Ashlar Lime Mortar

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A fine grained lime mortar for building and pointing tight joints in brick or stone. Available in a range of colours.

Ashlar mortar is perfect for laying bricks and cut stone on a tight bed of thin mortar, made using natural hydraulic lime, sand and stone dusts it has excellent water retention and does not rapidly dry when trying to position the stones. This mortar is generally suitable for joints of between 3 and 6mm, for both renovation and new build, and only requires the addition of water. 

Packing and availability

Available in 25 kg paper sacks. All colours are made to order.


Fresh bulk density: 1750kg/m3 +/-100kg

Yield: approx 65 to 75 25 kg sacks per m3 of mortar


Add full bags of Lime Green Ashlar Mortar into a drum mixer. Avoid creating excessive dust. Add approximately 5 litres of clean water. Pour the water in slowly as the product mixes, using just enough to achieve the correct workability. Mix for between 3 to 10 minutes. Lime Green Ashlar Mortar may be reworked up to 8hrs after adding water. Please contact us for further information.


Hydraulic lime starts to set once water is added and also hardens by reacting with carbon dioxide, which is a slow  process. Prevent rapid drying by protecting the mortar against the effects of drying winds, strong sunlight, rain and frost with mortar fleece or hessian. In warm weather gently mist spray with water after application and cover if required with damp hessian sheets. In cool weather cover fresh mortar with protective sheeting to help avoid frost damage. Do not allow freshly mortar to freeze after laying until it has dried and gained strength.

Please note that colours on screen may vary from actual finishes.

Use this colour chart to narrow your choice of finishes then get in contact with us for your your colour samples




















Please note that colours on screen may vary from actual finishes.

Use this colour chart to narrow your choice of finishes then get in contact with us for your your colour samples


The Project: The Bomber Command Memorial

Britain's Bomber Command played a significant role in the Allied victory of the Second World War, a contribution not recognised with a national memorial until June 2012. Then, in London's Green Park, the Queen unveiled The Bomber Command Memorial, in commemoration of the 55,573 who gave their lives during the 1939-1945 conflict.

The Requirement

To echo the distinctive white-grey limestone appearance of London's major public buildings such as St Paul's Cathedral, Buckingham Palace and the Cenotaph in Whitehall, Portland Stone was chosen as the predominant material for The Bomber Command Memorial. It is also the same stone that the Armed Forces Memorial at Alrewas in Staffordshire is made from.

Given its historic significance, the memorial has to be robust enough to stand the test of time, and remain in great condition, despite all that a busy London can throw at it.

The Problem

  • Portland Stone is much softer than concrete and modern day bricks, so it requires a high quality lime render that will have not only durability and a good surface finish, but also the flexibility and porosity to ensure that it does not crack or shrink. To have used strong, rigid-setting Portland cement (which has nothing to do with the Isle of Portland where Portland Stone comes from), could have proven potentially disastrous.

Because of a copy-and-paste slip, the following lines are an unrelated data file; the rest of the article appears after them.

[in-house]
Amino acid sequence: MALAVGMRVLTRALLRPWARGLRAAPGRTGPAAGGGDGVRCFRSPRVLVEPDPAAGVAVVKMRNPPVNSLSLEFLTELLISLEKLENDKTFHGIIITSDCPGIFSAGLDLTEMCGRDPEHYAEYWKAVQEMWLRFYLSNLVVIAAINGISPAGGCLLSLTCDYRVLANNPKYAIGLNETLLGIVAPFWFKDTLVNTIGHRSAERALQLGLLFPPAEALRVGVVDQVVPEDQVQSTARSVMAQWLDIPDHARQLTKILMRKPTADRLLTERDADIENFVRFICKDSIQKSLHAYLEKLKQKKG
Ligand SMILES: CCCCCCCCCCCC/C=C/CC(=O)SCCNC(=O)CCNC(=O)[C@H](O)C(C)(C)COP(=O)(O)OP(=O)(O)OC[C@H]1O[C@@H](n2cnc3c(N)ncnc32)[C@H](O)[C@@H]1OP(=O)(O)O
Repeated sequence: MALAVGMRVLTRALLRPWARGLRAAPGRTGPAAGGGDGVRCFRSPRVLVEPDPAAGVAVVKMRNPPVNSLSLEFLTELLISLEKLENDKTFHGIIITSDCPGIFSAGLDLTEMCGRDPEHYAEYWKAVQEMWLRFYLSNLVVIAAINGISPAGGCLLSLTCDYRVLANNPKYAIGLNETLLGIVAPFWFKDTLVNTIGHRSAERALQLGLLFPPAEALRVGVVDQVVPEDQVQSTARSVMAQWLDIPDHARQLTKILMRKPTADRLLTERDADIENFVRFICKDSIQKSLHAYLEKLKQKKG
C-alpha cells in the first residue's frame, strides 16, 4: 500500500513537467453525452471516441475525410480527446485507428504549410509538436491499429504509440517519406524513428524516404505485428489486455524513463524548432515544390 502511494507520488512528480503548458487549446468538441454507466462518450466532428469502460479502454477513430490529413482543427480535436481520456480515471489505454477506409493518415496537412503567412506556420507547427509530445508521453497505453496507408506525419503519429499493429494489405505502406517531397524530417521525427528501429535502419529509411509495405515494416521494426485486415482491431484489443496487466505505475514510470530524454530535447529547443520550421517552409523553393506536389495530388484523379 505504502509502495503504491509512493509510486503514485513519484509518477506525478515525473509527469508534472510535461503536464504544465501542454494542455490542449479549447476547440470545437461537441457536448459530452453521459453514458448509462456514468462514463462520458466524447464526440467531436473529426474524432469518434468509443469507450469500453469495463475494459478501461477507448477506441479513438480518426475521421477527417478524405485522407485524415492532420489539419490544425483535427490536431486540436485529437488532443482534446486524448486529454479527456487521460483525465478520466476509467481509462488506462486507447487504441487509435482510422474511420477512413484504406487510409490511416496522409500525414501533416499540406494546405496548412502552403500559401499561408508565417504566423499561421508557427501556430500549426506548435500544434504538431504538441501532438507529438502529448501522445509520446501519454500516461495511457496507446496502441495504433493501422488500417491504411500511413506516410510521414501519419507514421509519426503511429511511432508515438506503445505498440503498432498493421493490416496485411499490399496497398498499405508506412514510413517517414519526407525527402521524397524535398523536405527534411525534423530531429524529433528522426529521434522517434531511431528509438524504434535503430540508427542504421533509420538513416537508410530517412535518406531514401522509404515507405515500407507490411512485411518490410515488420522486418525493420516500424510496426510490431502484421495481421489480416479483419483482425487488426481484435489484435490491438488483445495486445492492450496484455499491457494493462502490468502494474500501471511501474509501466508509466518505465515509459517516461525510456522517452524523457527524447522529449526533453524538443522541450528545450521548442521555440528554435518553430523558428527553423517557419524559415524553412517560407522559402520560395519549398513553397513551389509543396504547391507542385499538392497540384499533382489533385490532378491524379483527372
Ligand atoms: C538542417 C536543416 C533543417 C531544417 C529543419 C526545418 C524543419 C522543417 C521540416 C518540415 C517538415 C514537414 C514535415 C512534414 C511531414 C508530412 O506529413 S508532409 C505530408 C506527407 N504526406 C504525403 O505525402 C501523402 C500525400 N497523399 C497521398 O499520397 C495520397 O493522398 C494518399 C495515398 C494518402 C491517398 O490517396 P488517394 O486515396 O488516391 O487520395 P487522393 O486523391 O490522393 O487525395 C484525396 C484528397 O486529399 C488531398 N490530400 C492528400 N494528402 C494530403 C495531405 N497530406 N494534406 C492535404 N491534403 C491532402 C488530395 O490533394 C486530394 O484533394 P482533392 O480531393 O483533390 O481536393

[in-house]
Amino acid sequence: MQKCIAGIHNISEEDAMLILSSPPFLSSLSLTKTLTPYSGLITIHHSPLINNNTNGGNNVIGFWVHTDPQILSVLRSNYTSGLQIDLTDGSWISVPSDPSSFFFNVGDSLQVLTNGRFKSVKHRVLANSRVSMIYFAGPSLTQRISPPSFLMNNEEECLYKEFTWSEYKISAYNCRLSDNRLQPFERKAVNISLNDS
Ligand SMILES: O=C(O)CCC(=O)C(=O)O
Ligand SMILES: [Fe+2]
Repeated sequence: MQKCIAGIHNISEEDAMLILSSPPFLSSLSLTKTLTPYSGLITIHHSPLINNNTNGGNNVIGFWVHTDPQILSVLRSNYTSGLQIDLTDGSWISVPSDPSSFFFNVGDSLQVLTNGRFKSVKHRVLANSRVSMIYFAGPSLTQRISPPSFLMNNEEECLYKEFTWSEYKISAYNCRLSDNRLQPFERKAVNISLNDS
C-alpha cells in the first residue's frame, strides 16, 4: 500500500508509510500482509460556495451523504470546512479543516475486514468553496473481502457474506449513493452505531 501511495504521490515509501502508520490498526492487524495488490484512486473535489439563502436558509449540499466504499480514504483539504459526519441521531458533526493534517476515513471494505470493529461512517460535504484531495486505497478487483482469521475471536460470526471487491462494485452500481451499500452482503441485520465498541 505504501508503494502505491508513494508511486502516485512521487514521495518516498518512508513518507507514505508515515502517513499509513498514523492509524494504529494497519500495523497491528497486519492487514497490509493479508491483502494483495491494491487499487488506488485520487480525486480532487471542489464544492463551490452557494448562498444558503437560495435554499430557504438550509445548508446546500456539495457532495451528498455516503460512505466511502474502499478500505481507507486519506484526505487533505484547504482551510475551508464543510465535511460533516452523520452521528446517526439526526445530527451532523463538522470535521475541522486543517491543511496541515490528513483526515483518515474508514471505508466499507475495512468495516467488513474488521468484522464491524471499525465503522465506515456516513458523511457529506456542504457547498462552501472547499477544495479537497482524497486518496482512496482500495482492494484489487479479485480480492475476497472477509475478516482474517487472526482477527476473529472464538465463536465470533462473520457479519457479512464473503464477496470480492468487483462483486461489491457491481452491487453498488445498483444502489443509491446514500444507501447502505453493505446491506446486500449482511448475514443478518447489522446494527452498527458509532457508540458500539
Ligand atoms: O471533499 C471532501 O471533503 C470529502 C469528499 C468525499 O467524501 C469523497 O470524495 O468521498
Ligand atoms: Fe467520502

• The lime mortar used would need to be an exceptional colour match to the stone blocks for the monument to have the appearance of a one-piece unit.
  • The lime mortar would also have to meet the demands of structural engineers who required both strength and speed of setting to meet their deadlines.
  • The site where the memorial was being built was both short on space and logistically difficult to service, being right in the heart of London where deliveries at peak times are restricted.
  • Some of the joints in the block were very fine and would need a correspondingly fine lime mortar to look their best.
  • Portland stone columns used in the structure would be difficult to bed down solidly on mortar alone.

The Solution

Given Lime Green's previous expertise and experience working on major developments in London, the mortar consultants on the project stipulated us as the preferred supplier. For The Bomber Command Memorial, we supplied three different products in all:

  • Several hundred tonnes of standard mortar, 'tweaked' to become Bomber Command Mortar Number 1 and used for all brickwork areas.
  • A very specific ashlar mortar, which with its very fine texture could be used in the thin joints of the beautifully carved stone blocks.
  • Grout that was poured into the columns to provide structural strength, rather than trying to keep heavy stone blocks balanced on soft beds of mortar.


Image showing positioning of The Bomber Command Memorial columns at London’s Green Park. Materials including Portland Stone and Lime Mortar - Lime Green

The Benefits

  • By carefully testing and mixing mortars we were able to achieve the exact colour match necessary to ensure there are no tell-tale lines breaking up the blockwork.
  • Since lime is able to accommodate movement, it will flex as required, so there won't be any unsightly cracking of mortar.
  • The quality of our lime mortar means that the memorial will stay looking good over a very long time.
  • Given that delivery was often time-critical, materials were delivered in 25 kg bags or one tonne bulk bags. This meant quick offloading onto a tight site, enabling trades to keep working to meet their tight deadlines.


Since being unveiled by the Queen, The Bomber Command Memorial has become a major tourist attraction and a moving experience for many who visit it.